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With Little On The Horizon, What Is The Future Of The MMO?

Columns By Lewis Burnell on June 27, 2016

With Little On The Horizon, What Is The Future Of The MMO?

While sunning myself in the Balearic Islands for the last few weeks, I kept one eye on E3; much to my wife's dismay. And while there was plenty to eyeball: Battlefield One, The Legend of Zelda: Breath of the Wild and The Last Guardian all look exceptional, there was a distinct lack of any MMO presence. 

The predictable death of EverQuest Next, Black Desert Online having launched and with the likes of Guild Wars 2 and Elder Scrolls Online carrying on with business as usual, it begs the question as to what will become of a genre that the industry is seemingly avoiding. Although there was some presence - The Division is launching some downloadable content and The Elder Scrolls Online continues to do well - there was absolutely nothing of note. What does this mean for the MMO genre and its future?

I think it’s fair to say that there’s several major issues facing MMO’s and their development. The first is the rise and rise of the MOBA and its undeniable profitability, for seemingly very little effort: a balance patch once every month or two and the introduction of a new Hero tends to suffice. In addition, the fact many MMO’s need to cater to a wide audience with vastly different tastes results in development teams needing to be huge. There’s also the looming need to not only constantly satisfy the playerbase, but to also deliver more and more content at a pace that’s nigh impossible. Effectively, why make an MMO when you can create another MOBA (or multiplayer game) and earn similar or greater revenues for far less effort?

The only two MMOs on the horizon that have potential commercial appeal, with the exception of Star Citizen, are Camelot Unchained and Crowfall. Both sound fantastic and are focused efforts, with ArtCraft and City State Entertainment ensuring that their designs are narrow but with depth. There’s also an acknowledgement from both studios that they can’t do everything, but they can deliver a concentrated product that does something exceptionally well.

I’m ecstatic about that approach each are individually taking and while they’re as likely to ostracise players with their design decisions as they are to attract them, it seems strange to think that it’s two fledgling companies delivering what’s effectively the ‘last’ pair of massively multiplayer games. Considering there was a time when you couldn’t move for MMO reveals, especially on the back of World of Warcraft's success, we’re undeniably facing a lull. Even the release of Legion will only result in a short-lived peak of interest where publishers and developers momentarily think, “Oh, look! There’s still lots of money to be made here!”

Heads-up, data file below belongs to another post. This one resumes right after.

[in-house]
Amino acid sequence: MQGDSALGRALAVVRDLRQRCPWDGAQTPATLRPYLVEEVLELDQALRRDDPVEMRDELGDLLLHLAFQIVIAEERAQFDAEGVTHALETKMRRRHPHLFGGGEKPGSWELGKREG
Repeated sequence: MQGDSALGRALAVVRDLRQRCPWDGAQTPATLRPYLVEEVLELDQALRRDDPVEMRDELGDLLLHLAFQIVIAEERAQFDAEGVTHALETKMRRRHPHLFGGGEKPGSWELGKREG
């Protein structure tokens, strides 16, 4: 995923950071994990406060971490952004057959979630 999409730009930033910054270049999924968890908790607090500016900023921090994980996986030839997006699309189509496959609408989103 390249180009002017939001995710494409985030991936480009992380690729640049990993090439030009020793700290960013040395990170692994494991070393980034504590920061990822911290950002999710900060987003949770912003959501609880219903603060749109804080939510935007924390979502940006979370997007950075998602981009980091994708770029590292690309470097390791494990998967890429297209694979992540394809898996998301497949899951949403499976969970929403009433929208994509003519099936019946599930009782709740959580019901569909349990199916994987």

Massively multiplayer games are expensive, long-term investments. Their audiences are impossible to please, rapid content delivery is paramount but unsustainable and a need to cover all areas leaves them bloated and unfocused: all content areas suffer issues. It’s a genre that needs to see a development team not only spin plates, but juggle at the same time. The fact developers and publishers aren’t overly excited to jump into such a commitment shouldn’t come as a surprise. When there’s already an avalanche of MMOs on the market - all fiercely competing for player attention - perhaps the market is simply too crowded for such financial outlay.

I suspect that much is resting on the success of both Crowfall and Camelot Unchained. I think we’re now at the stage where publishers and development teams are looking in from the outside, weighing up the prospect that if limited scope MMOs can succeed, a precedent has been set. Instead of publishers then having to invest tens of millions of dollars, perhaps a budget only a quarter of that will suffice.

Unfortunately and with both of these games a long way off and with Star Citizen still a mystery of ambition, eye watering revenue generation and lofty promises, the MMO genre is in stasis. Fortunately for us there’s still plenty of great games providing plenty of entertainment and no shortage of those that are free to play.

What are your thoughts on the lack of newly announced MMOs? Do you think much hangs on the success of Camelot Unchained or Crowfall? Is the rise of the MOBA and multiplayer games such as Overwatch the cause of developer disinterest? Let me know.

Lewis Burnell / The only game to have distracted Lewis away from MMOs over the last 15 years was Pokemon Red. Despite that blip, Lewis has worked his way through countless games in the genre in search of something that comes close to his much loved and long time dead, Neocron.